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What is Eschatology?

Tricia Christensen
Updated May 23, 2024
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Eschatology is a branch of theology or philosophy that studies the end or final days of the world, the coming of God or gods, and the result for humans living at that time or humans who have already died. Eschatos means last or final, and logy translates to word or study of something. From a philosophical standpoint, people might compare the various eschatology theories in a dispassionate manner. For many religious groups, eschatology becomes the interest in the actual events that will occur when the world or people of the world live their final days and a “second coming” brings together people and the divine.

Many Christian, Jewish and Islamic beliefs hold that the world, when it ends, will begin with a sorting of the worthy from among all the people who have ever walked the earth. The worthy or those without sin will be given eternal life in paradise, while those who were evil will be damned for all eternity. Eschatology from a monotheistic viewpoint usually includes the tradition of the earth being truly destroyed, and the presence of the divine on earth to bring the righteous to paradise, thus escaping the wrath of God.

From a spiritual standpoint, a person studying eschatology of monotheistic religions might actually try to pinpoint the specific date of the end of the world, and many Christian sects have done this in the past. They will often point to what appears to be signs that the depravity of humans is worsening, thus “Judgment Day” is coming.

Hindu eschatology differs significantly from Judeo/Christian/Islamic beliefs. Since all life is viewed as cyclical, there are no “final days” for most Hindus. Instead the world cycles into periods of great depravity, and then is restored to righteousness by the appearance of an avatar or Supreme Being. The avatar’s goal is to cleanse the minds of the people inhabiting earth so that goodness and purity is reestablished.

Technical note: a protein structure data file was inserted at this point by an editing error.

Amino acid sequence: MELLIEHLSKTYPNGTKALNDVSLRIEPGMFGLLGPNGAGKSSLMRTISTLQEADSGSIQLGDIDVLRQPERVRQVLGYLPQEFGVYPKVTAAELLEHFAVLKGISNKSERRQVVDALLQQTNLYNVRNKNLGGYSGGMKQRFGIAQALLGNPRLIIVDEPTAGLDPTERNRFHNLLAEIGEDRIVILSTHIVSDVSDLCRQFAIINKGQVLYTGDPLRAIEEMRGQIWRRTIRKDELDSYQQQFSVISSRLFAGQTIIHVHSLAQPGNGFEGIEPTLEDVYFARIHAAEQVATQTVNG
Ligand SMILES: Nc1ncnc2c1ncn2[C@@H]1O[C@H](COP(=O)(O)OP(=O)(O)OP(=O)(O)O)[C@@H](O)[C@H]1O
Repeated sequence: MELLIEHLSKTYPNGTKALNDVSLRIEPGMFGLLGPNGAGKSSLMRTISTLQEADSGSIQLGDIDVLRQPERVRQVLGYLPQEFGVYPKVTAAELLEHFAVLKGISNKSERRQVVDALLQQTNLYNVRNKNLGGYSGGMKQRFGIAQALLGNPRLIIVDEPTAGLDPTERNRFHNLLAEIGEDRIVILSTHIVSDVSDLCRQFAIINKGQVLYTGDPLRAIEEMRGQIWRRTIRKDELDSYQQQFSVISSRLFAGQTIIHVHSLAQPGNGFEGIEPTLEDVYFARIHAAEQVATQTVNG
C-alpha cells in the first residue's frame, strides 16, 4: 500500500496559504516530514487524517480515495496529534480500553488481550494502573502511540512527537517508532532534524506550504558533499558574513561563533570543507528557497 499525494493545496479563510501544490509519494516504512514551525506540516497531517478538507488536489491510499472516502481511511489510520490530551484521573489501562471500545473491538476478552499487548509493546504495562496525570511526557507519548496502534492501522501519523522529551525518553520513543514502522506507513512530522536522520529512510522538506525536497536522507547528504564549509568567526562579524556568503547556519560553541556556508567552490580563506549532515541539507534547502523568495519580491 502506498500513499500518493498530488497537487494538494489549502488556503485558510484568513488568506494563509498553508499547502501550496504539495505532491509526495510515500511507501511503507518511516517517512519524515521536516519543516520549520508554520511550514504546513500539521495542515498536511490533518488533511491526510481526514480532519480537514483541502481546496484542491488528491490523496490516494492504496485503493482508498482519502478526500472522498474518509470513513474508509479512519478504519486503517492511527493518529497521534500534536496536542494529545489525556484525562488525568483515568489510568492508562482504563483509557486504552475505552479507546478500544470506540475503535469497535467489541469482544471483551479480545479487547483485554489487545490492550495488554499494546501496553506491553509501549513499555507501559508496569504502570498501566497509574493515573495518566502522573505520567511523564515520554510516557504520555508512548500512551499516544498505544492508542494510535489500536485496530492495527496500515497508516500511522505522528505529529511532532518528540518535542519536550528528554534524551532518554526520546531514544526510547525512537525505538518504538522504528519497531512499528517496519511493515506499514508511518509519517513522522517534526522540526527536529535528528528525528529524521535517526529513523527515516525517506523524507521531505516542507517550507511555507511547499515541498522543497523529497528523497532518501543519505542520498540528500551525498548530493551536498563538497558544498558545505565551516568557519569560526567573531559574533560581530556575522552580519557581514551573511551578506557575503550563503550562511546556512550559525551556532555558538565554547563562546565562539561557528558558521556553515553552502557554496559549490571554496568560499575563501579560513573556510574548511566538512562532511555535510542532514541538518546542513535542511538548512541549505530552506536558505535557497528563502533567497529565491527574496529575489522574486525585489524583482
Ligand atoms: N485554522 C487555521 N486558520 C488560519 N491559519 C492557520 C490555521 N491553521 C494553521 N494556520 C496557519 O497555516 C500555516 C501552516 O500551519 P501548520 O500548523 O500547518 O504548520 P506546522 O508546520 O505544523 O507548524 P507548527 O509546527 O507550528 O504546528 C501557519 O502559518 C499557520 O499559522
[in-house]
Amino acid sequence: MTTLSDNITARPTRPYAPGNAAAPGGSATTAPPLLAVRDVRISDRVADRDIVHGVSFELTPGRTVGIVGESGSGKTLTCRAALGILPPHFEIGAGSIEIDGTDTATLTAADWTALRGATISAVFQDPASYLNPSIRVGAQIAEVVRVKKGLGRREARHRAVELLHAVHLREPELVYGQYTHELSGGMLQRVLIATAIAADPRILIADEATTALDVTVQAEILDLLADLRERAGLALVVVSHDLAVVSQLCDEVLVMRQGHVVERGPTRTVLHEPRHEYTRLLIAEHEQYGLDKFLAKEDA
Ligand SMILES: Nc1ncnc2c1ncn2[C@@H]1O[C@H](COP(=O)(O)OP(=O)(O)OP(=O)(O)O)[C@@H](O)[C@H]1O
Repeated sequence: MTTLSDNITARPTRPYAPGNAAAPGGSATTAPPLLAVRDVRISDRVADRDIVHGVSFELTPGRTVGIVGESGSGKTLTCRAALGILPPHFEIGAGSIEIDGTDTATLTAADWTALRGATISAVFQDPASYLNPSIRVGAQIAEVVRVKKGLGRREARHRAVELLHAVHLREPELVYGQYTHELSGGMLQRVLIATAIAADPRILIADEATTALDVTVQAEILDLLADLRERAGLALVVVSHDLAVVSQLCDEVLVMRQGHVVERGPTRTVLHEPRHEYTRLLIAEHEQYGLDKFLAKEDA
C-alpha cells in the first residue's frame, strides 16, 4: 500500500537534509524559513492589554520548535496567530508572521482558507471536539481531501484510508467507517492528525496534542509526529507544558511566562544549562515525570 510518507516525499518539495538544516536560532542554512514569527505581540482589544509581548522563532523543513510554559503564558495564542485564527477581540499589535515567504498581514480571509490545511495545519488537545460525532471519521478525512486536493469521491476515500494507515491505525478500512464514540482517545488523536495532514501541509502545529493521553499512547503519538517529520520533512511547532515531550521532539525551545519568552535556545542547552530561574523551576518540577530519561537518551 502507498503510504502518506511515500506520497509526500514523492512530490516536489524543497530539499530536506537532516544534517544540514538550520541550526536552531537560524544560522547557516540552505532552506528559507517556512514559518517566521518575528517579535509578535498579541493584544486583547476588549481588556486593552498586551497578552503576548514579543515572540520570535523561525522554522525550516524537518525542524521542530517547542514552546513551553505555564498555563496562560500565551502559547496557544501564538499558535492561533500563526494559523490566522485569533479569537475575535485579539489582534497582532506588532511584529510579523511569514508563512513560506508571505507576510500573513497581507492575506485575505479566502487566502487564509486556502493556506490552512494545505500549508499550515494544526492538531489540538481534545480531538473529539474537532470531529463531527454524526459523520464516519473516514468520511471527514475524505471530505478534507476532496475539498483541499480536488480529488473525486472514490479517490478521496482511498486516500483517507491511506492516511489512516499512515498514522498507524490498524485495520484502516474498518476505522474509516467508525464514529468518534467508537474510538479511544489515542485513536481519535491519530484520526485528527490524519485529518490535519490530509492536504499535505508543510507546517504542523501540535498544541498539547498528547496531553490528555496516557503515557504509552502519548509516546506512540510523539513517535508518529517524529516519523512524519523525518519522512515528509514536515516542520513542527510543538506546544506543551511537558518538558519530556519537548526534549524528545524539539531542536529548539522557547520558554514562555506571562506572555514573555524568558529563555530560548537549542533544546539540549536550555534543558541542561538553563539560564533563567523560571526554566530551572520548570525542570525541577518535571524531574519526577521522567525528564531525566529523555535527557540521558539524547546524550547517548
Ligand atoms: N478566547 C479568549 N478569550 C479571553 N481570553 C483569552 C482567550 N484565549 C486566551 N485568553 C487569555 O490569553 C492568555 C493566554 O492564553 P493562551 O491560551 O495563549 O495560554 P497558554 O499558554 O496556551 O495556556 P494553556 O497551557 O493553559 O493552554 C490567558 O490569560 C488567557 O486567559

Philosophical eschatology may take several forms. Some people who are not overtly religious or spiritual see the world as spiraling out of control and leading to an ultimate collapse of civilization, where most humans will die. In fact, for many the concept of eschatology focused during the Cold War years on the Judgment Day that would occur during a nuclear war. Today some hold that the end of the world is imminent and things like global warming, depletion of the environment and overdependence on science are features that predict an eventual end to humans.

Science fiction frequently deals in eschatological themes to imagine the “end of the world” or “the end of civilization.” Eschatological theory in science fiction often deals with total collapse of society as in films like Terminator 3: Judgment Day or The Matrix. In written work theories on the end of the word predominate novels like Brave New World, The Stand, and 1984. In science fiction eschatology tends to focus on the end of civilization through overuse of technology or through catastrophic events that deplete the world of most of its population.

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Tricia Christensen
By Tricia Christensen , Writer
With a Literature degree from Sonoma State University and years of experience as a Language & Humanities contributor, Tricia Christensen is based in Northern California and brings a wealth of knowledge and passion to her writing. Her wide-ranging interests include reading, writing, medicine, art, film, history, politics, ethics, and religion, all of which she incorporates into her informative articles. Tricia is currently working on her first novel.

Discussion Comments

By anon43987 — On Sep 03, 2009

Also, your reference to the Terminator saga is wrong. The second movie, which is the one I believe you refer to, is titled "Terminator 2: Judgment Day", while the third installment is named "Terminator 3: Rise of the Machines".

I'm such a geek, truly.

By anon38667 — On Jul 27, 2009

Your reference to global warming is misleading in that the earth is much cooler now than in many periods in the past. These cycles of climate change occur over thousands of years and this seems to have been forgotten.

Tricia Christensen

Tricia Christensen


With a Literature degree from Sonoma State University and years of experience as a Language & Humanities contributor,...
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